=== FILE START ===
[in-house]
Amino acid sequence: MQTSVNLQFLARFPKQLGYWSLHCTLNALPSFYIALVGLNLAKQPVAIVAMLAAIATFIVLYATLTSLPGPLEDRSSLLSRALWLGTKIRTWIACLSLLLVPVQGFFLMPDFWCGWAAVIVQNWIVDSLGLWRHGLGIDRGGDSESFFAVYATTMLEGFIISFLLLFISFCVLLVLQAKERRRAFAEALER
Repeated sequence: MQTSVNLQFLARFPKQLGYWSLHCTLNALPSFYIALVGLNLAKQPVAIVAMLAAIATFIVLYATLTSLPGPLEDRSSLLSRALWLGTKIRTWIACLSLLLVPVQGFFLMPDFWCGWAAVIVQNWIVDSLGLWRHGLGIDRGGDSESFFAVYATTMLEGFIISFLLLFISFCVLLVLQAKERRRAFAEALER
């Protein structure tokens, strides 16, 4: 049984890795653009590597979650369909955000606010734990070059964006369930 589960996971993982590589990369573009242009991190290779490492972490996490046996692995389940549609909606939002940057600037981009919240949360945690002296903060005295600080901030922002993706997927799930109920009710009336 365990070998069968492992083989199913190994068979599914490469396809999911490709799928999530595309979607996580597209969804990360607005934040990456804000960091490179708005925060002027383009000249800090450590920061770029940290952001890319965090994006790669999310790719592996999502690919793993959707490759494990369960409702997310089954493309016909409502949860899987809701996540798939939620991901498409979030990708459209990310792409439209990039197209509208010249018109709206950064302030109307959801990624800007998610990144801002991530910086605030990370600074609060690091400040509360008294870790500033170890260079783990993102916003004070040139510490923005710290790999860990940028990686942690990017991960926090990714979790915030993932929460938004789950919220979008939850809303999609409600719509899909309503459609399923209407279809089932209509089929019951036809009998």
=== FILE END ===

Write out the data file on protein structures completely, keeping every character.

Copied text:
[in-house]
Amino acid sequence: MQTSVNLQFLARFPKQLGYWSLHCTLNALPSFYIALVGLNLAKQPVAIVAMLAAIATFIVLYATLTSLPGPLEDRSSLLSRALWLGTKIRTWIACLSLLLVPVQGFFLMPDFWCGWAAVIVQNWIVDSLGLWRHGLGIDRGGDSESFFAVYATTMLEGFIISFLLLFISFCVLLVLQAKERRRAFAEALER
Repeated sequence: MQTSVNLQFLARFPKQLGYWSLHCTLNALPSFYIALVGLNLAKQPVAIVAMLAAIATFIVLYATLTSLPGPLEDRSSLLSRALWLGTKIRTWIACLSLLLVPVQGFFLMPDFWCGWAAVIVQNWIVDSLGLWRHGLGIDRGGDSESFFAVYATTMLEGFIISFLLLFISFCVLLVLQAKERRRAFAEALER
């Protein structure tokens, strides 16, 4: 049984890795653009590597979650369909955000606010734990070059964006369930 589960996971993982590589990369573009242009991190290779490492972490996490046996692995389940549609909606939002940057600037981009919240949360945690002296903060005295600080901030922002993706997927799930109920009710009336 365990070998069968492992083989199913190994068979599914490469396809999911490709799928999530595309979607996580597209969804990360607005934040990456804000960091490179708005925060002027383009000249800090450590920061770029940290952001890319965090994006790669999310790719592996999502690919793993959707490759494990369960409702997310089954493309016909409502949860899987809701996540798939939620991901498409979030990708459209990310792409439209990039197209509208010249018109709206950064302030109307959801990624800007998610990144801002991530910086605030990370600074609060690091400040509360008294870790500033170890260079783990993102916003004070040139510490923005710290790999860990940028990686942690990017991960926090990714979790915030993932929460938004789950919220979008939850809303999609409600719509899909309503459609399923209407279809089932209509089929019951036809009998």